The hope is that by this point in the season, needing two days of peak performance from its shooters, Kentucky can put together its best event of the season. If that happens is anyone's guess.

"Did we burn it all out? Are we going to be spent?" said Mullins. "Is our tank going to be empty by the time we get there? That's going to be hard to measure until we get there because we're dealing with humans. You try to take away as many distractions as humanly possible."

The distractions are numerous, and each one is magnified in a sport where ultimate focus and stillness is the key to success. Even the smallest flinch could ruin a good day, or worse, cost an NCAA championship.  That's what this season has been about, however: reducing the chances of that happening.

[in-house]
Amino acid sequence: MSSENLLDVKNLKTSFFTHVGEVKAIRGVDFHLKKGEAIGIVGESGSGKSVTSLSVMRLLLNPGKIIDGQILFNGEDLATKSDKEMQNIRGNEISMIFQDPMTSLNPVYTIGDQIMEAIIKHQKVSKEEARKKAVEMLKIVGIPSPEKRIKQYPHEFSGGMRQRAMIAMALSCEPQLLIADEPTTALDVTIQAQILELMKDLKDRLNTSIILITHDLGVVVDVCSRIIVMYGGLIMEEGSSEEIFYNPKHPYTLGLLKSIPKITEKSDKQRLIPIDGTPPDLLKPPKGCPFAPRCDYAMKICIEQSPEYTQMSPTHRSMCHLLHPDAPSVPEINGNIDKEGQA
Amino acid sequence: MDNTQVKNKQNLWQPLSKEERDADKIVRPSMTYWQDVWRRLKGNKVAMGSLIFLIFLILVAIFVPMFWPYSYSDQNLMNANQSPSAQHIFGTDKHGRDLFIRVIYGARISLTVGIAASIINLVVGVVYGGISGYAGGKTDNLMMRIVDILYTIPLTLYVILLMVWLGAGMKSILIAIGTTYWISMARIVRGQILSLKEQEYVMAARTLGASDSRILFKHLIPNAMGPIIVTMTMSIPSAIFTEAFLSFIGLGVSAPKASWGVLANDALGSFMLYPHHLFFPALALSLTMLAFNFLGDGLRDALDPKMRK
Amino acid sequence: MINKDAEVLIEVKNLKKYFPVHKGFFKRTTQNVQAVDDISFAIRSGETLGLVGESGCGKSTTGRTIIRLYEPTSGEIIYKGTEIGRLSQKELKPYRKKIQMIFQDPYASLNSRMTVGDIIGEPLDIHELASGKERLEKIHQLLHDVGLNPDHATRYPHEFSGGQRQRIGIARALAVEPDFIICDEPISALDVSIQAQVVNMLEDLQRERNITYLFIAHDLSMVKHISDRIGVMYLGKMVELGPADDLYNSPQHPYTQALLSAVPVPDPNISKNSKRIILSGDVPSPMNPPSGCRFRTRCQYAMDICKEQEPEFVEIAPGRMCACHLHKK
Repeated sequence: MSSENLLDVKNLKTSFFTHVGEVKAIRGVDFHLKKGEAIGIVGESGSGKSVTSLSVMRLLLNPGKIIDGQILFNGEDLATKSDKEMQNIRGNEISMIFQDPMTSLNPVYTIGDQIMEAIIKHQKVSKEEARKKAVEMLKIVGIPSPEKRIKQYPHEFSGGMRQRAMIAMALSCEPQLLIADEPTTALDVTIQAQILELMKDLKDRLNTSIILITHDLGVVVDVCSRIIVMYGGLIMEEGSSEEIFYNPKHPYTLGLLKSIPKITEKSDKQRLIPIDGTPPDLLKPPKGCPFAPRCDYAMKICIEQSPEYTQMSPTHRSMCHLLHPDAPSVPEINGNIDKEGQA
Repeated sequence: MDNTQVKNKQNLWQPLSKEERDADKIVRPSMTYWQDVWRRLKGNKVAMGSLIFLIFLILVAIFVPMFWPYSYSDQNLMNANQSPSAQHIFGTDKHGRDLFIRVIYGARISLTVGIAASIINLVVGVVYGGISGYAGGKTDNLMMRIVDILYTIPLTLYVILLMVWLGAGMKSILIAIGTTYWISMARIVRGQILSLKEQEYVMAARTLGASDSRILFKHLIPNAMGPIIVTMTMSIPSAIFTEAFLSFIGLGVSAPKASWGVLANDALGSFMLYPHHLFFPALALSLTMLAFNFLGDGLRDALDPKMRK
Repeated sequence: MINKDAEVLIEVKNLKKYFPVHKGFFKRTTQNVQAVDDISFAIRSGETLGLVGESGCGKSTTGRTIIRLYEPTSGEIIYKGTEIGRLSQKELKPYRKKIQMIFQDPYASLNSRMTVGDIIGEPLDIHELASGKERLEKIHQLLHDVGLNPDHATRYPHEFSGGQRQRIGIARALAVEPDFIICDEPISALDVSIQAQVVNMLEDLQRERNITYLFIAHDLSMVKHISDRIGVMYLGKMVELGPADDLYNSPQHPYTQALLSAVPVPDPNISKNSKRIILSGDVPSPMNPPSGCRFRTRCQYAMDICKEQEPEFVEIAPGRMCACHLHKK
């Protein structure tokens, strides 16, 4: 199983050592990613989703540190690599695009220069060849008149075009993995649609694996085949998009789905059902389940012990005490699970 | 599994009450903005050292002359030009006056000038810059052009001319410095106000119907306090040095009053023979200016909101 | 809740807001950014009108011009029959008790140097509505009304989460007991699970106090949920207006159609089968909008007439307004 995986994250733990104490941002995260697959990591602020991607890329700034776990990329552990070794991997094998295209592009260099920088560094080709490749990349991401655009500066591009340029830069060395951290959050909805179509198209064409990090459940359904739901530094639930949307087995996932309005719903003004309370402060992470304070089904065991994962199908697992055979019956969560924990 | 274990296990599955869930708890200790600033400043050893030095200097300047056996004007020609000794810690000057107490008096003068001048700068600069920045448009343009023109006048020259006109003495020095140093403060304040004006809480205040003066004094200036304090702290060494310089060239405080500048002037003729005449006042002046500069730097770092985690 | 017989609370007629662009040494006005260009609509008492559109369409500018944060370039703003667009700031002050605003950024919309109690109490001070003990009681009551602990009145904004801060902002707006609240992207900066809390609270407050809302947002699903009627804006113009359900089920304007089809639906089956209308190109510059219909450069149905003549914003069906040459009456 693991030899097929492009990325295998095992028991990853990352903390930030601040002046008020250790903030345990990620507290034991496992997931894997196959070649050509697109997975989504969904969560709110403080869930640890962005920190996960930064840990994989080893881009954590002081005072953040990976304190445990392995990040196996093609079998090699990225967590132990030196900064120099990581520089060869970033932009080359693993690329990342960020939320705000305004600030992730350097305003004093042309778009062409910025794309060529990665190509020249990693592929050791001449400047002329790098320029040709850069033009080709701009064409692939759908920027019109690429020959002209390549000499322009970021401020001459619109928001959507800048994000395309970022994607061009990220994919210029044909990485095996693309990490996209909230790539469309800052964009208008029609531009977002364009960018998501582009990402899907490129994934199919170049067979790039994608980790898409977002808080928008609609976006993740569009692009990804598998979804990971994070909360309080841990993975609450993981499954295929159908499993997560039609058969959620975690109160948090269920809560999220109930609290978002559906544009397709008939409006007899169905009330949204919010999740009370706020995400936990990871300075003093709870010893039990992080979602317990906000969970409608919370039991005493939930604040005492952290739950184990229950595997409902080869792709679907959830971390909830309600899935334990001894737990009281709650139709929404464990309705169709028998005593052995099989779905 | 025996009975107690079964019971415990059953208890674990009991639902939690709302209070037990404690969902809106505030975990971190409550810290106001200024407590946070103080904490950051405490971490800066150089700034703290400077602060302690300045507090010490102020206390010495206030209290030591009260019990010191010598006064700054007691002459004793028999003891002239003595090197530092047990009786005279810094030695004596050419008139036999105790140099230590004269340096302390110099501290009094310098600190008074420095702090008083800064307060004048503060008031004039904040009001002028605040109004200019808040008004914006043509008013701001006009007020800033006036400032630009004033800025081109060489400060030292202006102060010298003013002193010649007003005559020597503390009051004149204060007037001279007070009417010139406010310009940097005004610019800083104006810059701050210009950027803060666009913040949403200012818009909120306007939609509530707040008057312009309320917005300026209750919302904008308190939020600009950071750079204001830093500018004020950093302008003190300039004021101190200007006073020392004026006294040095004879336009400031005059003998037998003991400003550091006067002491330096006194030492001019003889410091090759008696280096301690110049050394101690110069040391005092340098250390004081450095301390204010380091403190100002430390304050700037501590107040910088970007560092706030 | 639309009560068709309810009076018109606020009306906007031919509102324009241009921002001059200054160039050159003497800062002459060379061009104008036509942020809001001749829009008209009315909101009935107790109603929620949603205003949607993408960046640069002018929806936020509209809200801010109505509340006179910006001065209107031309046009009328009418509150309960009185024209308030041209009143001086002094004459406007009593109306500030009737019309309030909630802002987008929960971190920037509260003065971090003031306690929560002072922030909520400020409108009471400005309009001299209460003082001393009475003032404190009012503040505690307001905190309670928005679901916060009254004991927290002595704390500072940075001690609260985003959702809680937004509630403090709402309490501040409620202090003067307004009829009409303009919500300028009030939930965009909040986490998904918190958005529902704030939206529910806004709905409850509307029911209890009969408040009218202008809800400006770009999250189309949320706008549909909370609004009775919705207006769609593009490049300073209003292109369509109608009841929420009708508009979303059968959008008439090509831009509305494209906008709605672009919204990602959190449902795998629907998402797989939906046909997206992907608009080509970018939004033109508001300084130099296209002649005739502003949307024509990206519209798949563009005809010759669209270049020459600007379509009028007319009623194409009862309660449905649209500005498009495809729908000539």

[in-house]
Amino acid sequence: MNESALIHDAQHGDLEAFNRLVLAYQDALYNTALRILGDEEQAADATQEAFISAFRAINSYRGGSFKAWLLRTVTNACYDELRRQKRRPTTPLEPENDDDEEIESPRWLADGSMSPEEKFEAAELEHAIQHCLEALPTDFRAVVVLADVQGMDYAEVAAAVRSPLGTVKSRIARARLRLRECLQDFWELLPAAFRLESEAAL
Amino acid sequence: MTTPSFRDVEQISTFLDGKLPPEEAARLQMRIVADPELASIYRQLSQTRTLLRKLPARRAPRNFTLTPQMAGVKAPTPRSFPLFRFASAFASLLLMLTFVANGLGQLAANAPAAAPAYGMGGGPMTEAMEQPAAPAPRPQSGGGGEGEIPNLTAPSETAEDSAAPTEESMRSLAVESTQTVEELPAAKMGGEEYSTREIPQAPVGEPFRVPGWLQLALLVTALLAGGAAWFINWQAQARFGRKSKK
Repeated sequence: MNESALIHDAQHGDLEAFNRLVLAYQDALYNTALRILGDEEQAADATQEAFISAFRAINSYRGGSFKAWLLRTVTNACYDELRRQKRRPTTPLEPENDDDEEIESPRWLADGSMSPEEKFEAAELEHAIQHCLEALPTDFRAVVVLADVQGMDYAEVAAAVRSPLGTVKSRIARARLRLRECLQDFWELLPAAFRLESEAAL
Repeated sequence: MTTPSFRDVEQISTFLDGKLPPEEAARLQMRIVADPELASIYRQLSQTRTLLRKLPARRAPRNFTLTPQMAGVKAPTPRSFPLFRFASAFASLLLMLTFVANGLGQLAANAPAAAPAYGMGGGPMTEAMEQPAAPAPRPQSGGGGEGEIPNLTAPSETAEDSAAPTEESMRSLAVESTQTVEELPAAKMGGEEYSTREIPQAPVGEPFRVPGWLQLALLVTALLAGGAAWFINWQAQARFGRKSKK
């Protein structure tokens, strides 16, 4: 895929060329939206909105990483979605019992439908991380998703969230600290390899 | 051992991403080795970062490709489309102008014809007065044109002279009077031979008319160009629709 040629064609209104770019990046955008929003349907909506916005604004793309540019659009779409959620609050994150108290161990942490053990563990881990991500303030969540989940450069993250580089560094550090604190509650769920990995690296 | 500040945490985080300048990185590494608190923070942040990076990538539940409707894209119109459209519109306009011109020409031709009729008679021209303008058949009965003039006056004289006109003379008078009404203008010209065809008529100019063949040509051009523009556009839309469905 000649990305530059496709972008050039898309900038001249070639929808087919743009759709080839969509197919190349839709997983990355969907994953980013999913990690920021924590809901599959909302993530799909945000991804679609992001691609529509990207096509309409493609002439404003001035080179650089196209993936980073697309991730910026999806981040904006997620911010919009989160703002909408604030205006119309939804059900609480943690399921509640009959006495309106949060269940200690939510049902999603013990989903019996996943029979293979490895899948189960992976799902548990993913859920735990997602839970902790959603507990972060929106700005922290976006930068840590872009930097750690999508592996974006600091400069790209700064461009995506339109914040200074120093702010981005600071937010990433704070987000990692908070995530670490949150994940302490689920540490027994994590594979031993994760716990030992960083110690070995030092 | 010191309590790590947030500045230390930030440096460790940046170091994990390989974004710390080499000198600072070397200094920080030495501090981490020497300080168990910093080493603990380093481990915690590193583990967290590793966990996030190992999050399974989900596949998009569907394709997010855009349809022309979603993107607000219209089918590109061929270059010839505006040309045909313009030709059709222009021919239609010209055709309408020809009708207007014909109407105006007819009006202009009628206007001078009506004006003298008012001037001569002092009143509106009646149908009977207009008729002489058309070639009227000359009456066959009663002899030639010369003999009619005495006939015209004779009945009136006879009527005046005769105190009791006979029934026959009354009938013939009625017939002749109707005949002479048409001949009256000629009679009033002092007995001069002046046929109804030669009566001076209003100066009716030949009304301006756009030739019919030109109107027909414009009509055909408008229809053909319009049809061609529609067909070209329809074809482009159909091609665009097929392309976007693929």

If it all comes together for Kentucky, it won't be a surprise. The Cats have set themselves up for this opportunity. They've worked for it. Mullins just hopes that his team has an opportunity at the end of the day to win that trophy.

"Every coach hopes their first shooter comes out of the gate just smoking and that the team picks up the momentum and starts stacking points," said Mullins. "It will probably boil down to the last few shots in air rifle. I'd like to see it that we're either far enough in the lead that those last few shots don't matter, or that if we're not in the lead, we're within striking distance at the end."

And if that happens, the opportunity to be the best will be within their grasp. Winning this event could change their lives.

"They, for the rest of their life, will be treated different," said Mullins.